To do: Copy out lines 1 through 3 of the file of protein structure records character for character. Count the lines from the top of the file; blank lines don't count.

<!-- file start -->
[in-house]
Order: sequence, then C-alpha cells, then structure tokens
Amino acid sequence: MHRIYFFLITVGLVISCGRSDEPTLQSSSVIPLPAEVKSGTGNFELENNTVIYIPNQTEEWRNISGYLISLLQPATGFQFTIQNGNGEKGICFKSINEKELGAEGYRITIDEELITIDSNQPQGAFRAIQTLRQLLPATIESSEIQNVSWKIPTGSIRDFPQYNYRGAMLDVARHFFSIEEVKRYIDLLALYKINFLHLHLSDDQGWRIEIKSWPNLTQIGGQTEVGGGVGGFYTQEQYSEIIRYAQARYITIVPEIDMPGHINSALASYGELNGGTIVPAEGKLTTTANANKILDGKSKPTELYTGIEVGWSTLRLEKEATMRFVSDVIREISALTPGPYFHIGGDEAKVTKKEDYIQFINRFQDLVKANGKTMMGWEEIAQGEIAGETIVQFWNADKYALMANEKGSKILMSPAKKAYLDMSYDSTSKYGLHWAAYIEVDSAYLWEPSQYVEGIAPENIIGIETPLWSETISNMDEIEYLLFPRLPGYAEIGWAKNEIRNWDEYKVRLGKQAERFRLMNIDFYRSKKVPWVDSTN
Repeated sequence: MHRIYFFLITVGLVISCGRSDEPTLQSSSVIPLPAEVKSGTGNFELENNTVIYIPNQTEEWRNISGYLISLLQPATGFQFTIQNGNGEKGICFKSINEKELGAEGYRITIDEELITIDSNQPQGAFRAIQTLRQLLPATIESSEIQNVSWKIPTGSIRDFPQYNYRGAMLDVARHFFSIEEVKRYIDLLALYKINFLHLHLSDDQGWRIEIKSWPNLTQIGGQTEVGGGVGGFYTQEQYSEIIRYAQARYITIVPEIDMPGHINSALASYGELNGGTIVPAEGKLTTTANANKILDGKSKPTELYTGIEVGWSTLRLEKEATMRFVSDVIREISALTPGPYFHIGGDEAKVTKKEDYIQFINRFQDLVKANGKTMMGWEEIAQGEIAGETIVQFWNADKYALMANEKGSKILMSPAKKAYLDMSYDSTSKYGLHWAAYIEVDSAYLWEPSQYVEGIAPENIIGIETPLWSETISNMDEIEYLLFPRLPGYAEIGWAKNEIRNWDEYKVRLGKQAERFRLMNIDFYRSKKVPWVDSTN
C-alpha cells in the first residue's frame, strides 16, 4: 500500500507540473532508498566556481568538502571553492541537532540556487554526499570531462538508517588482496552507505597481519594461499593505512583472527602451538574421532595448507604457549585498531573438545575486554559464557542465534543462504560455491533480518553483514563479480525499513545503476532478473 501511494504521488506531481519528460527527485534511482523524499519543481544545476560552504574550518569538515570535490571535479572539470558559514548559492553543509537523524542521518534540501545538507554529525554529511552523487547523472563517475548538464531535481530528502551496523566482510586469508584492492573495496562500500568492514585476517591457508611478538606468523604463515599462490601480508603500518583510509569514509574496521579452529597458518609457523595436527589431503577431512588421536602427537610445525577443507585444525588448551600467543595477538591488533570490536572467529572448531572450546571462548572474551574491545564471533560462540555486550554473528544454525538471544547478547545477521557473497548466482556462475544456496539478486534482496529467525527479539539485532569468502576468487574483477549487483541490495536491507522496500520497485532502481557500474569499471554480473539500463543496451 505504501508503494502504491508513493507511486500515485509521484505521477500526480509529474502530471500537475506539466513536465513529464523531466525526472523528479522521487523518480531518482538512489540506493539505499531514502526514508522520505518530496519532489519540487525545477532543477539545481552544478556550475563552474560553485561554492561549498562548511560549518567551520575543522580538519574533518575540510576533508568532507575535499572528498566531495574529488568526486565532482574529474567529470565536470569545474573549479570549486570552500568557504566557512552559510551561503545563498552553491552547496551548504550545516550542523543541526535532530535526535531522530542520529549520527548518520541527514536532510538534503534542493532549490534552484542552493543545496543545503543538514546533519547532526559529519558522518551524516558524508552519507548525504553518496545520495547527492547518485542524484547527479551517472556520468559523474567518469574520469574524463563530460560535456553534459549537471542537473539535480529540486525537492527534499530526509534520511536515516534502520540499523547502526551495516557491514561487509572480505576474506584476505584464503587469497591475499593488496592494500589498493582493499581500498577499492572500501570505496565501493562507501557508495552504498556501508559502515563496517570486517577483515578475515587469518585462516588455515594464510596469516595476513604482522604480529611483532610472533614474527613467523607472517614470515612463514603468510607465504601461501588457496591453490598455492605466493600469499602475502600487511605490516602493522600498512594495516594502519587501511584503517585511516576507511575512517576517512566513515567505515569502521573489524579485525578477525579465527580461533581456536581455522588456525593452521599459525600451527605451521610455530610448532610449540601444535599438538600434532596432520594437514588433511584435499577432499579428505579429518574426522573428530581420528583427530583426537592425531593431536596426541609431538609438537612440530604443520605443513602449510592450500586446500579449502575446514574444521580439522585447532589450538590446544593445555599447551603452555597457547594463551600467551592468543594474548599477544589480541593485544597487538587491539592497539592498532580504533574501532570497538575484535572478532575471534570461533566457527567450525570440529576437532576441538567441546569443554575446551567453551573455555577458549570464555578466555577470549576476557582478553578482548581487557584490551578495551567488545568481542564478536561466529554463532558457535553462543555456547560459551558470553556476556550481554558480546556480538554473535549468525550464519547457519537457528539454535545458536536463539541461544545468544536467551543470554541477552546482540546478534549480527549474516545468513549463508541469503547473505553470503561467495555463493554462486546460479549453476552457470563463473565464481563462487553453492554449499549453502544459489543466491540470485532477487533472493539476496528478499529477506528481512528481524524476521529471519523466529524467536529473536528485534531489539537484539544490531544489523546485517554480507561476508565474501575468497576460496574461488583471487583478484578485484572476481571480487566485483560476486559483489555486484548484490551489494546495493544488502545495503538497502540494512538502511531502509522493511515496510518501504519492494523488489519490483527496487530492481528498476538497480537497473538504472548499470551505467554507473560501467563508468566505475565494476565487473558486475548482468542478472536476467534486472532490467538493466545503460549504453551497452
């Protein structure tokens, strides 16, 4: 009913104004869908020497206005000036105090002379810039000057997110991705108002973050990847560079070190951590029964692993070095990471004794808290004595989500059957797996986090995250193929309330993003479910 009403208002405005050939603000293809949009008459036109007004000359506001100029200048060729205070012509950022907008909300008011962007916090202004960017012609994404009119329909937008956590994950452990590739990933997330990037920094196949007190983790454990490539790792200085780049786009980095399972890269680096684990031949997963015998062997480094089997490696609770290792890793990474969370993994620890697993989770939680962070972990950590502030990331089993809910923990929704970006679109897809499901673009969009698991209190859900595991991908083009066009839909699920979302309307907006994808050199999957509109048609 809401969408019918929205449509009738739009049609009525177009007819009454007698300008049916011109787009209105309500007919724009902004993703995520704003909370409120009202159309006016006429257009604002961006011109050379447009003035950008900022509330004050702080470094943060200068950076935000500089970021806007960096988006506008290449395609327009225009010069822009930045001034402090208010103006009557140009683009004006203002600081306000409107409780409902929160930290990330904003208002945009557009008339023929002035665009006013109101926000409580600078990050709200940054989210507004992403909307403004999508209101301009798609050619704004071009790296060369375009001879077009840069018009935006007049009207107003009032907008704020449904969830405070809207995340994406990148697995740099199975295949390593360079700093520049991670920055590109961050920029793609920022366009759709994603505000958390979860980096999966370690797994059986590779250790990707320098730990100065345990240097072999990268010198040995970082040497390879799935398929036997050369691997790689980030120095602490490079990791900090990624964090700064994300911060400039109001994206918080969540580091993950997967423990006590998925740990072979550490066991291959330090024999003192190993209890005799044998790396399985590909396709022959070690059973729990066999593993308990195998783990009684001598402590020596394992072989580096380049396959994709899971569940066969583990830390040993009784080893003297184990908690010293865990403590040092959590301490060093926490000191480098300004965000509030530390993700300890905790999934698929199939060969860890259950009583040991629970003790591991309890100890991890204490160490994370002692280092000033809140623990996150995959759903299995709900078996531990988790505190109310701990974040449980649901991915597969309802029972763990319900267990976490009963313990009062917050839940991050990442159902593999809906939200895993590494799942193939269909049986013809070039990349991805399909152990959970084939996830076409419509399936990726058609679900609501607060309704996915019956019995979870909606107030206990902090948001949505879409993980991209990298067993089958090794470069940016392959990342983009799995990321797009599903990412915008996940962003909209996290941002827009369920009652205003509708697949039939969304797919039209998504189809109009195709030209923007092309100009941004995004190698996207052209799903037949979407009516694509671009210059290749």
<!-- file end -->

[in-house]
Order: sequence, then C-alpha cells, then structure tokens
Amino acid sequence: MHRIYFFLITVGLVISCGRSDEPTLQSSSVIPLPAEVKSGTGNFELENNTVIYIPNQTEEWRNISGYLISLLQPATGFQFTIQNGNGEKGICFKSINEKELGAEGYRITIDEELITIDSNQPQGAFRAIQTLRQLLPATIESSEIQNVSWKIPTGSIRDFPQYNYRGAMLDVARHFFSIEEVKRYIDLLALYKINFLHLHLSDDQGWRIEIKSWPNLTQIGGQTEVGGGVGGFYTQEQYSEIIRYAQARYITIVPEIDMPGHINSALASYGELNGGTIVPAEGKLTTTANANKILDGKSKPTELYTGIEVGWSTLRLEKEATMRFVSDVIREISALTPGPYFHIGGDEAKVTKKEDYIQFINRFQDLVKANGKTMMGWEEIAQGEIAGETIVQFWNADKYALMANEKGSKILMSPAKKAYLDMSYDSTSKYGLHWAAYIEVDSAYLWEPSQYVEGIAPENIIGIETPLWSETISNMDEIEYLLFPRLPGYAEIGWAKNEIRNWDEYKVRLGKQAERFRLMNIDFYRSKKVPWVDSTN